The “Weary Heracles”
Boston Museum of Fine Arts - USA
An extraordinary story lies behind a broken “Weary Heracles” statue made of marble whose lower and upper part have been in two geographically opposing parts of the world for decades. The objective of a 3D scanning project in 2005 was to digitally record both parts of the statue and to combine the respective 3D models on the computer.
Objective and measuring object
The original larger than life-size bronze statue of the Greek demigod Heracles was created approximately 330 - 320 BC by the Greek master Lysippus of Sicyon. Because of his unusual posture of repose, it is generally referred to as the “Weary Heracles” statue. A replica made of marble was found in two geographically totally different parts of the world. To date, the questions of time and circumstances for the cause of the damage have not been able to be solved.
The upper half of the statue was acquired by the Boston Museum of Fine Arts (USA) in 1981; the lower part is on display in the Antalya Archaeological Museum (Turkey). The objective of the scanning project was to digitally capture both parts of the statue and to merge the digital models. This way, at least a complete virtual model of the statue would be available to be viewed and analysed. Unfortunately, the Boston Museum denied the access to the upper part for a digitisation at that time. With the assistance and cooperation of the Antalya Museum and the Turkish authorities, at least the bottom part of the statue could be fully digitised.
The project was carried out by our sales partner Info(+)TRON in cooperation with the Division of Photogrammetry (Yildiz Technical University, Turkey), the Institute ‘Photogrammetry and Remote Sensing’ (ETH Zurich, Switzerland) and the company Breuckmann.
Measuring system and setup
The 3D digitisation of the statue’s lower part was carried out in September 2005 at the Archaeological Museum in Antalya. A preceding model to the white light scanner AICON SmartScan was chosen for this scanning task. The system is especially designed to fulfil the demanding requirements involved in the three-dimensional data acquisition of objects and structures in arts and cultural heritage: They not only deliver precise 3D models at a prime level of resolution and accuracy, but moreover allow for texture mapping of the object surface in the object’s authentic colour.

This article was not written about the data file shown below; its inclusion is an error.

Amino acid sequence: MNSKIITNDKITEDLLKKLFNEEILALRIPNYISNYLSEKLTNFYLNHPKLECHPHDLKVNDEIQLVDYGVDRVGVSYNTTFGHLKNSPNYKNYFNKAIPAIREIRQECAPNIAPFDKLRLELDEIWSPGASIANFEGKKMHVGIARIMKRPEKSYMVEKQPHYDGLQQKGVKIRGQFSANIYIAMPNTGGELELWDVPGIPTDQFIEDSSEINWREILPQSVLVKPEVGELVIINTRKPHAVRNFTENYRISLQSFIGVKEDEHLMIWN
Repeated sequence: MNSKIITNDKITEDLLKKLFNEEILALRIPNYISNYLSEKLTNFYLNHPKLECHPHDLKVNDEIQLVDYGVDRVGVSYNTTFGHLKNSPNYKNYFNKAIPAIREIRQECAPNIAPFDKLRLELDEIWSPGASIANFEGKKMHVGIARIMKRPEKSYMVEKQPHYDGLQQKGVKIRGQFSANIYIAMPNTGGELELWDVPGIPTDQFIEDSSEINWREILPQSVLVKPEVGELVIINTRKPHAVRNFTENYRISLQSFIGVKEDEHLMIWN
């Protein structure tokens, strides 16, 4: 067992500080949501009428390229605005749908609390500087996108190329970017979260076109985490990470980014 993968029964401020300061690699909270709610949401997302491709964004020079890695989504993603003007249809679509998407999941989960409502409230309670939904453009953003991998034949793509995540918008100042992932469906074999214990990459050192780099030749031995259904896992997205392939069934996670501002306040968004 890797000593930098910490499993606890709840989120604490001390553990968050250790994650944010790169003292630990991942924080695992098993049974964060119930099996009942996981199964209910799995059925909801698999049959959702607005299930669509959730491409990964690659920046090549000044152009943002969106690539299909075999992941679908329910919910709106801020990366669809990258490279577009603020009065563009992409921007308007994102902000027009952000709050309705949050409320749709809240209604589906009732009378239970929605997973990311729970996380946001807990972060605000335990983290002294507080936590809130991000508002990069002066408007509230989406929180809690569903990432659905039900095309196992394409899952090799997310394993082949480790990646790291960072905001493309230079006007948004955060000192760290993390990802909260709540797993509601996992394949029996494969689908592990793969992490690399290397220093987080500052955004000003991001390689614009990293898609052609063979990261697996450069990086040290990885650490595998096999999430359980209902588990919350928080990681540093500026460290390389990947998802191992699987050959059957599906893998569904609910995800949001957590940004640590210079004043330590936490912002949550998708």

The 3D scanner consist of a sensor bar fitted with a projector unit and a colour camera (in this case 1.4 megapixels) mounted on a tripod, a calibration plate, and a control unit. Lenses covering a field of view of 489 x 360 mm were chosen from the flexible adjustable measuring fields for this project, resulting in a lateral and depth resolution of approximately 360 µm and 20 µm, respectively.
With the statue featuring numerous concave and hidden areas, the positioning of the scanner as well as the arrangement of the scan overlay required careful preparation. For the digitisation of the lower part of the “Weary Heracles” (height around 1.1 m), a total of approximately 60 scans (83.75 M points at a spacing of 0.5 millimetres) were taken during one and a half working days.
Upon completion of the scans, the AICON software OptoCat was used for the alignment of the single scans and the data post-processing. OptoCat offers a variety of powerful post-processing functions, e.g. for the generation of a combined polygon mesh from single scans (merging), calculation of cross-sections, data reduction and compression, filtering and filling of holes and gaps, or the addition of texture information based on separately captured images. The recorded 3D data is visualised in a shaded format (optionally with overlapping texture or colour information) and saved in standard file formats, such as STL or PLY. OptoCat’s “Texture Mapping” module allows for geometry and image data to be stored together as OBJ format.
The 3D documentation of cultural heritage is increasingly gaining in importance. For these projects, the AICON Scanner offer a non-contact three-dimensional image capturing method at highest level of accuracy which is also suitable for delicate objects. Also in the case of finds which must be kept in a climate chamber, the precise 3D data allows for comprehensive scientific research while at the same time ensuring protecting the original.
The processing results with an accuracy level of about 50 µm fully complied with the performance requirements of the scanning system. Various software packages were used to carry out the modelling steps, each of which providing particular functions and advantages.
The digitisation of the statue’s lower part provides scientists with the opportunity to study and document its structures and characteristics without the need to access the original.
After the two original halves of the statue were finally reunited in 2011, fund raising is planned for a subsequent 3D scanning project with the focus on also digitally completing the “Weary Heracles”.
Our special thanks go to Prof. Dr. Orhan Altan for his support especially in the initial phase of the project. We would also like to thank the Antalya Archeological Museum for their kind permission and assistance to scan the lower part of the statue as well as the Visual Computing Lab of ISTI-CNR for providing their Weaver software for the texture mapping.
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